4 secrets of communicating well with your teenager

Puberty does strange things to teenagers — not that any of us want to remember those awkward times. Major bodily changes aside, hormones rage like tides during puberty, altering our moods from one minute to the next. In fact, hormones were likely responsible for the majority of mood swings you experienced in your teenage years.

Hormones are also the reasons why parents are having trouble communicating with their very-own fidgety, slouchy and disinterested teenager back home. No matter how hard you try, he can never quite sit still and listen to whatever you have to say. It's like speaking to a blank wall — if a blank wall could roll its eyes every three seconds.

How then, do you even start a conversation?

1. Keep It Short and Sweet

In many ways, having a conversation with teenagers is similar to speaking with corporate types in a boardroom. You want to keep your points short and succinct. Anything longer and you risk losing their attention. The most important part, however, is to allow time for them to respond — kind of like the Q&A session at the end of a sales pitch. This allows the chat to come across as less of a lecture and more of a conversation.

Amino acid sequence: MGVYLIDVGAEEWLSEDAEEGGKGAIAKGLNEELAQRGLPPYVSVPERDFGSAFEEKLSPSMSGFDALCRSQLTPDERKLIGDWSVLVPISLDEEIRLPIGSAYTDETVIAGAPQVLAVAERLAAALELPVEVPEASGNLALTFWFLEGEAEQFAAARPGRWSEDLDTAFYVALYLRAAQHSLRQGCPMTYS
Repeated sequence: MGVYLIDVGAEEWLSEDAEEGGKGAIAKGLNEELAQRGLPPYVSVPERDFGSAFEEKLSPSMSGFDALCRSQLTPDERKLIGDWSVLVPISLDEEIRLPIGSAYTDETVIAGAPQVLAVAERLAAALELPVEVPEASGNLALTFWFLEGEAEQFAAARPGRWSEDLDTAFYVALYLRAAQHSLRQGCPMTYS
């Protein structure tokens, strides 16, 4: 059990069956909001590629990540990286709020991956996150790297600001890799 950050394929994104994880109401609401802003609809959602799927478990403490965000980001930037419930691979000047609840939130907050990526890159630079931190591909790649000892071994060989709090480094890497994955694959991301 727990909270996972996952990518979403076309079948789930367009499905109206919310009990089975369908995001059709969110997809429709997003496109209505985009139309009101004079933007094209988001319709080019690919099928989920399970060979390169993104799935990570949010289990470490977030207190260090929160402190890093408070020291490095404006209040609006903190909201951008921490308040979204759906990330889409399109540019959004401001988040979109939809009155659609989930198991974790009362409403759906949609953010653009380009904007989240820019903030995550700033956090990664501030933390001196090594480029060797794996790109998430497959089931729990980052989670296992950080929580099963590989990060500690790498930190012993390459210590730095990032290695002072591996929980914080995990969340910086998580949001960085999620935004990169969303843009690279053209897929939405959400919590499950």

2. Check Your Emotions

“Don't go to bed angry” is a popular marriage advice that applies to teenagers also. Yes, communicating with your teenage child can be infuriating. It may make you want to tear your hair out sometimes. However, yelling, screaming or nagging are only going to add oil to the fire. Once the defence mechanism kicks in for the volatile teenager, the conversation ends.

3. Feed the Teenager

Ever heard of the term “hangry”? It is an amalgamation of the words “hungry” and “angry”, and refers to high irritability due to hunger — and yes, science has an explanation. Your brain requires glucose to work. No food means no glucose, and no glucose means lower brain function. As such, an unorthodox though effective way to get your teenager to listen is to, simply, feed him! If you want to have a conversation with him, have it after meals.

4. Check In From Time to Time

A hormone-charged teenager is not going to be rational — or, at least, not in the heat of the moment. Instead of asking if he has understood everything that has been discussed, check in after a day or two to see if it — whatever 'it' may be — has sunk in.

Learn more about how you can plan for your teenager’s future.

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